Investors compare the operating profit margin of a company with the operating profit margin of industry competitors or a benchmark index such as the Standard & Poor's 500 index. For example, the average operating profit margin for the S&P 500 was 10.7% for the fourth quarter of 2018. A company that has an operating profit margin higher than 10.7% would have outperformed the overall market. However, it is essential to consider that average profit margins vary significantly between industries.
Operating profit margin is one of the key profitability ratios that investors and analysts use when evaluating a company. Operating margin is considered a good indicator of how efficiently a company manages expenses because it reveals the amount of revenue returned to a company once it has covered virtually all of its fixed and variable costs except for taxes and interest.
What the Operating Profit Margin Reveals
The operating profit margin informs both business owners and investors how efficiently a company can convert a dollar of revenue into a dollar of profit after accounting for all the expenses required to run the business. This profitability metric divides the company's operating income by its total revenue. There are two components to the operating profit margin calculation: revenue and operating profit.
Revenue is the top line on a company's income statement. Revenue, or net sales, reflects the total amount of income generated by the sale of goods or services. Revenue refers only to the positive cash flow directly attributable to primary operations.
Operating profit appears further down the income statement. It is a derivative of gross profit. Gross profit is revenue minus all the expenses associated with the production of items for sale, which is called cost of goods sold (COGS). Since gross profit is a rather simplistic view of a company's profitability, operating profit takes it one step further by subtracting all overhead, administrative, and operational expenses from gross profit. Any expense necessary to keep a business running is included, such as rent, utilities, payroll, employee benefits, and insurance premiums.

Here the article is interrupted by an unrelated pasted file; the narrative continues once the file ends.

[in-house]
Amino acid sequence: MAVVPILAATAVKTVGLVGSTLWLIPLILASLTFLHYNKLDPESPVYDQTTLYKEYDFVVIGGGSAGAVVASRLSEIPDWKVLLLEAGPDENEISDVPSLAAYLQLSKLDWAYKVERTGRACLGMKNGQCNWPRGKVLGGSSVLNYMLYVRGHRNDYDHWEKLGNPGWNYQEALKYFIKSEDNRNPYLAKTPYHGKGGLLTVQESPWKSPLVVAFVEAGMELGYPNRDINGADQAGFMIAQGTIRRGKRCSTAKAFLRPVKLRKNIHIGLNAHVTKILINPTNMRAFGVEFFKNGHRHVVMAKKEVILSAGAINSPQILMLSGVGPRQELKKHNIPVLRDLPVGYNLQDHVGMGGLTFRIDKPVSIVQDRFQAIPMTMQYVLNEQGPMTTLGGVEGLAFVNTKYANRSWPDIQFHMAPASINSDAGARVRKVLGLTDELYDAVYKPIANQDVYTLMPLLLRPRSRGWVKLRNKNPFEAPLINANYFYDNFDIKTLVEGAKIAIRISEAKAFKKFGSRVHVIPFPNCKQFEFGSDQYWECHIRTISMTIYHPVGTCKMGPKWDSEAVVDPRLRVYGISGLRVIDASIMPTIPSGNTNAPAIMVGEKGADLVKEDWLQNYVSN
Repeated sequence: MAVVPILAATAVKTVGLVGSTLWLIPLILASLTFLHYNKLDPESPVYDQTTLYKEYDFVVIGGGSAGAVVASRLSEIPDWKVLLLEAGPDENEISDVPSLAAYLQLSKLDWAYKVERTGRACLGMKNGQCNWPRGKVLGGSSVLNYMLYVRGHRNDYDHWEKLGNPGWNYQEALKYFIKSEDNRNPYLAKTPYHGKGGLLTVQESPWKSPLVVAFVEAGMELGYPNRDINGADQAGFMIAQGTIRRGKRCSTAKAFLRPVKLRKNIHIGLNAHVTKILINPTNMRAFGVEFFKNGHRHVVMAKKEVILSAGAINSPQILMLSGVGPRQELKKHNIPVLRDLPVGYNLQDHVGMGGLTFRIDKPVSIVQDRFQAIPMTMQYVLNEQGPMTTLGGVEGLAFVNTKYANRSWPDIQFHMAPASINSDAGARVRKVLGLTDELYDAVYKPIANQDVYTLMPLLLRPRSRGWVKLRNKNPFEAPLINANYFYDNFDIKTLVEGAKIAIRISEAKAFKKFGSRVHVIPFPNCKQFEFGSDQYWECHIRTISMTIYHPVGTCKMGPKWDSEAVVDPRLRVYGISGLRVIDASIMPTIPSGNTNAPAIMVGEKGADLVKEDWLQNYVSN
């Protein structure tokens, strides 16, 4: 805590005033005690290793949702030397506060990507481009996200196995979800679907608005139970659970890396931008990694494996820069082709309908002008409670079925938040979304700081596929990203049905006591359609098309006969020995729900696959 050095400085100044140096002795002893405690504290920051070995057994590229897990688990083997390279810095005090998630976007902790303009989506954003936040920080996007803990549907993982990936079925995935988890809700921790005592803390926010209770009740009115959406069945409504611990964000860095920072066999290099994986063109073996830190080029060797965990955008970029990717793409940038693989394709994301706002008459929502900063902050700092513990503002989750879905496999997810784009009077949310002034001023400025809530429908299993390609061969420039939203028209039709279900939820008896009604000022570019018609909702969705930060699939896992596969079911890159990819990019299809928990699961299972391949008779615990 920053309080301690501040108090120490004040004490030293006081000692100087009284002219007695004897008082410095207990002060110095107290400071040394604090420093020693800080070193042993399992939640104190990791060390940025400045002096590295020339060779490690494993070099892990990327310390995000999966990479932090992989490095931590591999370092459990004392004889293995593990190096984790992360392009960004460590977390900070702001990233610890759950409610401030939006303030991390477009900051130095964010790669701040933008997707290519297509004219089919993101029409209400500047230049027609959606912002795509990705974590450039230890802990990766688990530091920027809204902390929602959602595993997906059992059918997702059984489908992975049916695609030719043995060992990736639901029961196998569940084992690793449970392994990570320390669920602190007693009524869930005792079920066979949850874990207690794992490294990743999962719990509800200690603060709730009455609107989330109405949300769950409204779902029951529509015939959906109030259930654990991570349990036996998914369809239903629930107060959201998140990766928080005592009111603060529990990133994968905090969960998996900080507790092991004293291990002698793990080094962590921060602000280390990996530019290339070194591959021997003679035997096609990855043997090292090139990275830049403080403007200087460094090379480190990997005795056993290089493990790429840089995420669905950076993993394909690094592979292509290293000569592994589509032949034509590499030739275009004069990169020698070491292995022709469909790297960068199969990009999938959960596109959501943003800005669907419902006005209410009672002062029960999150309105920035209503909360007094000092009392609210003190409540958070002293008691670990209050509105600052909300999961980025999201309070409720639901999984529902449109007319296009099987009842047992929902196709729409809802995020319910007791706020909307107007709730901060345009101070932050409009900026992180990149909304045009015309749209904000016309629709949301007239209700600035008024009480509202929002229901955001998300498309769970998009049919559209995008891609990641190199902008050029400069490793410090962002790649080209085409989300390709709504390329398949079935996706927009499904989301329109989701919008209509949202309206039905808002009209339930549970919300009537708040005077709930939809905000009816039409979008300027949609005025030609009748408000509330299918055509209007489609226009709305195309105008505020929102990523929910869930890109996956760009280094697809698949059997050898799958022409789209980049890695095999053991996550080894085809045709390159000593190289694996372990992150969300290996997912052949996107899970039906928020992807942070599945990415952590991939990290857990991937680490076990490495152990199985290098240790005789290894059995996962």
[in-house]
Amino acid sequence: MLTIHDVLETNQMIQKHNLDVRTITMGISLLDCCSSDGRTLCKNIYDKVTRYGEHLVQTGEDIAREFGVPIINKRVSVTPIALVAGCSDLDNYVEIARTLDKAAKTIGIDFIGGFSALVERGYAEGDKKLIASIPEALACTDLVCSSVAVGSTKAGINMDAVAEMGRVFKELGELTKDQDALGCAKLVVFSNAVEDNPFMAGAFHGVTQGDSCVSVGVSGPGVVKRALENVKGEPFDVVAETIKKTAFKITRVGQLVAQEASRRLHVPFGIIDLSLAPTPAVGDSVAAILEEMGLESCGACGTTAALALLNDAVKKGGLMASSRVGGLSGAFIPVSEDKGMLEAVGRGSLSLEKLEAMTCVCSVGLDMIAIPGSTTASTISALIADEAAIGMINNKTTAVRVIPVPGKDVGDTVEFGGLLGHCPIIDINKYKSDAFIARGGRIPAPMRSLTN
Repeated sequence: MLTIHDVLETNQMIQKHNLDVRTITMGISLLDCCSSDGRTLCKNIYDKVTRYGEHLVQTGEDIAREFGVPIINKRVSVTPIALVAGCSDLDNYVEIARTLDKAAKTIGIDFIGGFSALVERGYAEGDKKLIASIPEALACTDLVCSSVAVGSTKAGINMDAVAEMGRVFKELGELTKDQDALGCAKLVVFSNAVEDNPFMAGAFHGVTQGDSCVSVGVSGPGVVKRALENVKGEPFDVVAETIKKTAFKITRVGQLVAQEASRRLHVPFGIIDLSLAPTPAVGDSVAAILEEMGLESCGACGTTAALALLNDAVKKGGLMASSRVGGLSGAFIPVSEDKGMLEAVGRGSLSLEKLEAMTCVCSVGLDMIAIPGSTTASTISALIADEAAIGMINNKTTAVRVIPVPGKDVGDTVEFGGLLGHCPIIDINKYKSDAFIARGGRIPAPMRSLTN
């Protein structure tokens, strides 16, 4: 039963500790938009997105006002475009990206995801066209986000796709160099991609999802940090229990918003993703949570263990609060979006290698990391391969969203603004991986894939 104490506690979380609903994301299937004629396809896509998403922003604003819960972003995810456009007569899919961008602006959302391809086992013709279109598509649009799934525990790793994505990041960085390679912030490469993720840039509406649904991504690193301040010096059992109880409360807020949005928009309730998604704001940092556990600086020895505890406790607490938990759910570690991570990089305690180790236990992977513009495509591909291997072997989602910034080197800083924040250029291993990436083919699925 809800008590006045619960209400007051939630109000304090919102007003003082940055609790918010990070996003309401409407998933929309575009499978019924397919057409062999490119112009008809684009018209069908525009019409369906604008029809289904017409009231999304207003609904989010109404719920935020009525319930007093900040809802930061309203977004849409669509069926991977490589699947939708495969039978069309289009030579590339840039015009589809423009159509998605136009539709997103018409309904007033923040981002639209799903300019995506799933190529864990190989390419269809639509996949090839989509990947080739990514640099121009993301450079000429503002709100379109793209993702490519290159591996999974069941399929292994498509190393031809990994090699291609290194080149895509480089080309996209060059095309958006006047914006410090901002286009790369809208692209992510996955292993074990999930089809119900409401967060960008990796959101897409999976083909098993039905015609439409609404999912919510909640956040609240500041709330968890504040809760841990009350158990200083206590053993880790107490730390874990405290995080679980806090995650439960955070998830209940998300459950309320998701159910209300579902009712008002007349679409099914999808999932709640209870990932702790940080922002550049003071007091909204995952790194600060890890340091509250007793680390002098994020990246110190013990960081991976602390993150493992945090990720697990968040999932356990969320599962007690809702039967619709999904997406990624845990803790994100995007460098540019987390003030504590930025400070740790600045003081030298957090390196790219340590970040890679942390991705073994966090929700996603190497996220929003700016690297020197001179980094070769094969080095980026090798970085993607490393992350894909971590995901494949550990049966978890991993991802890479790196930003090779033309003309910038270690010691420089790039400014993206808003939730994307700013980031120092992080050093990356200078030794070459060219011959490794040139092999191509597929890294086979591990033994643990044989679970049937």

How Operating Profit Margin Is Calculated
By dividing operating profit by total revenue, the operating profit margin becomes a more refined metric. Operating profit is reported in dollars, whereas its corresponding profit margin is reported as a percentage of each revenue dollar. The formula is as follows:
One of the best ways to evaluate a company's operational efficiency is to determine the company's operating margin over time. Rising operating margins show a company that is managing its costs and increasing its profits. Margins above the industry average or the overall market indicate financial efficiency and stability. However, margins below the industry average might indicate potential financial vulnerability to an economic downturn or financial distress if a trend develops.
Operating profit margins vary significantly across different industries and sectors. For example, average operating margins in the retail clothing industry run lower than the average operating profit margins in the telecommunications sector. Large, chain retailers can function with lower margins due to their massive sales volumes. Conversely, small, independent businesses need higher margins to cover costs and still make a profit.
Example of Operating Profit Margin
Apple Inc. (AAPL)
Apple reported an operating income number of $61 billion (highlighted in blue) for the fiscal year ending September 30, 2017, as shown in its consolidated 10K statement below. Apple's total sales or revenue was $229 billion for the same period.
As a result, Apple's operating profit margin for 2017 was 26.6% ($61/$229). However, the number by itself is not informative until we compare it to prior years.
- 2017 Operating margin = 26.6% ($61/$229).
- 2016 Operating margin = 27.9% ($60/$215).
- 2015 Operating margin = 30.0% ($71/$234).
By analyzing multiple years, a trend emerges over the past three years. Apple's operating margins have fallen by 3.4% since 2015. The analysis of a company's operating margin should focus on how the margin compares to its industry average and its closest competitors along with whether the company's margin shows an increasing or decreasing trend year by year.
The Bottom Line
A consistently healthy bottom line depends on rising operating profits over time. Companies use the operating profit margin to reveal trends in growth and to pinpoint unnecessary expenses. These unnecessary costs are eliminated by cost-cutting measures, which boosts the bottom line. To gauge a company's performance relative to its peers, investors can compare its finances to other companies within the same industry. However, the operating profit margin is also useful for the development of an effective business strategy as well as serving as a comparative metric for investors.